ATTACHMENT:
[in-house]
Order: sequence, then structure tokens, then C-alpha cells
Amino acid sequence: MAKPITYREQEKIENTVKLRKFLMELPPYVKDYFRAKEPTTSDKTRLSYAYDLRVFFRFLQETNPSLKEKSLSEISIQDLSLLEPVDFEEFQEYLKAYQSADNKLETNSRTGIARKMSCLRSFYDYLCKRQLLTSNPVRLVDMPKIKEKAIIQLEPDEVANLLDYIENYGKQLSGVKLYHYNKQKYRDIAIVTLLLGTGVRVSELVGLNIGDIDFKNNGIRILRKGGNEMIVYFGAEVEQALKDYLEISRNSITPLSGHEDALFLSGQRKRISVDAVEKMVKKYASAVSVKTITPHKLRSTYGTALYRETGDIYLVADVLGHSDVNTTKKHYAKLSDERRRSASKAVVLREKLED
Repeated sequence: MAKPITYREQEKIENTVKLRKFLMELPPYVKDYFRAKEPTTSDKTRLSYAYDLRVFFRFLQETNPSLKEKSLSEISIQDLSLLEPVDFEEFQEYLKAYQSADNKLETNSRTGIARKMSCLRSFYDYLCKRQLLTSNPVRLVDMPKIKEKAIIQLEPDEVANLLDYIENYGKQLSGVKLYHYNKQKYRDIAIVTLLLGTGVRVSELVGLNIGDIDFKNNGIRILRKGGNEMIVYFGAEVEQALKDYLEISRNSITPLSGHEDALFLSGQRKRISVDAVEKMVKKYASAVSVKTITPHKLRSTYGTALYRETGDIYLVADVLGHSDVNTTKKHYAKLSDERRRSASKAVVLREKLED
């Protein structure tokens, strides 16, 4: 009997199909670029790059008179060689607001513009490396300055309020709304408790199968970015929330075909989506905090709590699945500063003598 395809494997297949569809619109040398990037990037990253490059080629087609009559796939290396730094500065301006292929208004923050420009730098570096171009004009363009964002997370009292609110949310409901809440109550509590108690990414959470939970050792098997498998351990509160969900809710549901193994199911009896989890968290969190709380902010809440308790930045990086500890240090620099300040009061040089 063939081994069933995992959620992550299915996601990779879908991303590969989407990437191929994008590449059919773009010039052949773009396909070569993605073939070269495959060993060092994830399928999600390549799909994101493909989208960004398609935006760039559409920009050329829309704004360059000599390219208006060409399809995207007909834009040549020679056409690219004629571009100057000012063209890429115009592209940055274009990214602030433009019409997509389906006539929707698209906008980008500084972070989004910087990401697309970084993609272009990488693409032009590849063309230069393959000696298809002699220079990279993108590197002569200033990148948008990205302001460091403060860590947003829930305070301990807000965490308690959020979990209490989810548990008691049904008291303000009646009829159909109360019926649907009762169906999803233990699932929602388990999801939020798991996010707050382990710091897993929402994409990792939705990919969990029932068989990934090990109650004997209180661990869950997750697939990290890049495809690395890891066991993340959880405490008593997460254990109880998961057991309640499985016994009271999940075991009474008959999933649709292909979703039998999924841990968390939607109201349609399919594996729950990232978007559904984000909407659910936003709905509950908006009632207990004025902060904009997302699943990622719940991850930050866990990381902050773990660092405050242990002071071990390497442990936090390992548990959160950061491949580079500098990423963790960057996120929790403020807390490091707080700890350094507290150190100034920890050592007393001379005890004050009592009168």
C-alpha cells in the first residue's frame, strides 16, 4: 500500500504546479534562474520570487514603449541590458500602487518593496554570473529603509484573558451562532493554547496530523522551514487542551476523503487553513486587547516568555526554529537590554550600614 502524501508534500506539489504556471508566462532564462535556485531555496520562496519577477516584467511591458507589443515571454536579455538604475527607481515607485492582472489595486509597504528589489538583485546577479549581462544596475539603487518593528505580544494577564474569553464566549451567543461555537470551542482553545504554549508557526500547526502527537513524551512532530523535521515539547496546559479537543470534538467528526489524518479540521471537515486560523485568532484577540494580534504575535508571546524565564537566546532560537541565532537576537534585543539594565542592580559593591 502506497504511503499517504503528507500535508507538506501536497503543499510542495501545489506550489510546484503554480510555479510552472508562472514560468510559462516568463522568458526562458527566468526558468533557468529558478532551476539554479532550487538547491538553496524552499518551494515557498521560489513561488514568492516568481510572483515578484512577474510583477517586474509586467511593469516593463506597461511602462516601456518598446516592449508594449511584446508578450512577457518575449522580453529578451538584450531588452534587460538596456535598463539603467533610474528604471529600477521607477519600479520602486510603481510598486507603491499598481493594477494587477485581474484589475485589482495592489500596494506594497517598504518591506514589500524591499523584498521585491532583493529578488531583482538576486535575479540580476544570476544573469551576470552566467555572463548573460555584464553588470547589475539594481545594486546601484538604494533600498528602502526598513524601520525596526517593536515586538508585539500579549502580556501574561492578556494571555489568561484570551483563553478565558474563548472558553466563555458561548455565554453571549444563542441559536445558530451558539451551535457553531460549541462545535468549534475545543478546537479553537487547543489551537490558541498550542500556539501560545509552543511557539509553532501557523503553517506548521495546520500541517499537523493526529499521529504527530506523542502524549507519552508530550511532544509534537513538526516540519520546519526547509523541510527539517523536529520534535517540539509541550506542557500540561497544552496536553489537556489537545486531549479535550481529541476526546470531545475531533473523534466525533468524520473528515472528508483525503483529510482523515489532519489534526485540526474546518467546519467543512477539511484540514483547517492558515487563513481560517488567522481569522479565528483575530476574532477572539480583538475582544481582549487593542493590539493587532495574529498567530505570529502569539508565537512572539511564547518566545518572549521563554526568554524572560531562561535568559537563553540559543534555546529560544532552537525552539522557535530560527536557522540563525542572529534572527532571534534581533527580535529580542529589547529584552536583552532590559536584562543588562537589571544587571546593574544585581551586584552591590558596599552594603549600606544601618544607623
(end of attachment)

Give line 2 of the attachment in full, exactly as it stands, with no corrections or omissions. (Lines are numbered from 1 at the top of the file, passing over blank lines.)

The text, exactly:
Order: sequence, then structure tokens, then C-alpha cells